Eduardo: And it will replace any URLs in your files that reference that remote URL, it’ll replace those with references to the local files instead. So basically, when you push the site, you push the content and the assets and everything will just work seamlessly. So, that’s one example of kind of a transformation plugin that is not pulling. It’s not specific to a data source and it’s not specific to a static site generator. It just transforms things in between.
Drew: You mentioned that there are target plugins for Jekyll and Hugo, are there any that you’re expecting to see in the near future?
Eduardo: Well, I’m a big fan of Eleventy. So I’m really hoping to see an Eleventy plugin coming out fairly soon. And then I guess there are some static site generators that already have their own kind of plugin ecosystem. So I’m curious to see if people will still find a need to have a source plugin for those types of static site generators. Like another possible way that you can use Sourcebit by the way, is if you’re using something like Next.js, so like any node based static site generator. You don’t necessarily need a target plugin, you can just require Sourcebit as an NPM module, and you can run the all the mechanisms for fetching data. You can just run those as in memory functions and get your content available as part of your Next.js pages. To answer your question, I guess for those we won’t see target plugins specifically, but we can already use Sourcebit in that way. In terms of next source plugins, I would expect to see Eleventy and maybe a few other kind of file based static site generators in the near future.
Drew: This is all quite exciting stuff, I think. Is it just you working on it in terms of development or is there a bigger team?
Eduardo: I’ve been kind of the main developer working on it, but it’s a team effort. So it’s something that a bunch of people at Stackbit identified as a problem. And we’ve been working together on kind of specification and the right way to approach this. I just happen to be the guy pressing the keys to make it happen.
Drew: And I guess Sourcebit actually can be very useful for Stackbit customers, which is Stackbits motivation for developing and contributing this but obviously, it’s going to be useful to a much wider audience than just Stackbit customers.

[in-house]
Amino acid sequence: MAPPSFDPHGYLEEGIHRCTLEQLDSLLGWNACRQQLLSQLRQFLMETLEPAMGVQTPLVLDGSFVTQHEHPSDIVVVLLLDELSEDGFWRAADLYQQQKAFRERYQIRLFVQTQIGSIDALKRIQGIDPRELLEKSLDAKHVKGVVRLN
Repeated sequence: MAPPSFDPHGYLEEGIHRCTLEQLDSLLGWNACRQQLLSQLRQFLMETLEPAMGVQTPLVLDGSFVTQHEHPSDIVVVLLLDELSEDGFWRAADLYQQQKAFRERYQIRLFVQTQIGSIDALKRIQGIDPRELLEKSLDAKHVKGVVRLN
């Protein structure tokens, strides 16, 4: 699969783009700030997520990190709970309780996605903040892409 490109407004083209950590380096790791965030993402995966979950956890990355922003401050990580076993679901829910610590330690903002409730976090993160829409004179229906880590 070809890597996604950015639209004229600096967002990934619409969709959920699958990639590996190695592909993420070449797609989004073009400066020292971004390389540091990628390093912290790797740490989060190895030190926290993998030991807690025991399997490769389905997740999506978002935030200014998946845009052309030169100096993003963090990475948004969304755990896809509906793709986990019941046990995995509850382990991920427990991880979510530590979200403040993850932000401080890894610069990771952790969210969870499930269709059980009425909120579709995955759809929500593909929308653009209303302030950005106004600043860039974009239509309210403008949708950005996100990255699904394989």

Eduardo: Yeah, we have big plans for Sourcebit internally. It’ll really help us achieve our mission in terms of making JAMstack, accessible to as many people as possible, but we wanted to make sure that we share this particular project with the community because we feel that it’ll help a lot of people regardless of whether they’re interested in using Stackbit or not. So that’s why it’s a fully open source project.
Drew: That’s great. Is there anything else you’d like to tell us about Sourcebit?
Eduardo: No. I would just love people to try it out. I’m sure we can share links to like the repo and stuff like that. There’s a YouTube video in the main repository, that shows how the experience is like when using Sourcebit with a headless CMS and a static site generator. So it kind of gives you an idea of what it’s like to use the CLI and the whole interactive setup process, and I would just love people to try it out. And get in touch if they think it could be improved or it’s terrible, or it’s great, or it’s helping them. So yeah, I would love to hear from people.
Drew: That’s great. We’ll link that all from the show notes, but also Sourcebit be found at github.com/stackbithq/sourcebit. So I’ve been learning all about Sourcebit today, what have you been learning about lately?
Eduardo: I’ve been super interested in learning about Serverless. And I’ve actually been trying to learn as much as possible about it for the past few months. It’s a concept that I’m super interested in. It’s one of those seismic changes in how you approach development. And I’m super interested in kind of the use cases that it has and kind of the different ways of rethinking how you build an application for Serverless. So that’s something that I’ve been trying to read about as much as possible and just playing around and trying, like side projects. Yeah, it’s an area I’m super passionate about.
Drew: It’s very interesting, isn’t it? Quite a shift in how you have to think about projects?
Eduardo: Definitely, definitely. There’s a metaphor, and I don’t want to ramble about Serverless here, which is that a metaphor that I think is really helpful is to think about Serverless as kind of using Uber as opposed to owning a car, like it forces you to, you still have a car, like the term Serverless maybe is a bit misleading because you still have a server, but if you have a car, you might just leave your stuff in the car because you know it’s going to be there the next day, whereas if you’re using at Uber, it forces you to rethink and to acknowledge that every day you’re going to get a new car with different people driving it, and it just have to adapt your way around that fact. So, that metaphor really helped me wrap my head around the whole Serverless paradigm.
Drew: Yes, I had not heard that before, that’s quite an interesting way of looking at it. If you, dear listener, would like to hear more from Eduardo, you can follow him on Twitter, where he’s @Eduardoboucas. And you can find his web development periodical build times at Eduardoboucas.com. Thanks for joining us today. Eduardo. Do you have any parting words?
Eduardo: No, not really. Just first of all, thank you so much for having me. It’s been a pleasure. And by the way that weird pronunciation for my last name, maybe I should say that it’s, if you want to find my Twitter handle and website the surname is B-O-U-C-A-S. Boucas is another weird Portuguese pronunciation if you want to find, it’s Eduardoboucas. So, yeah, thank you so much for having me. It’s been a pleasure.
Drew: Thank you so much.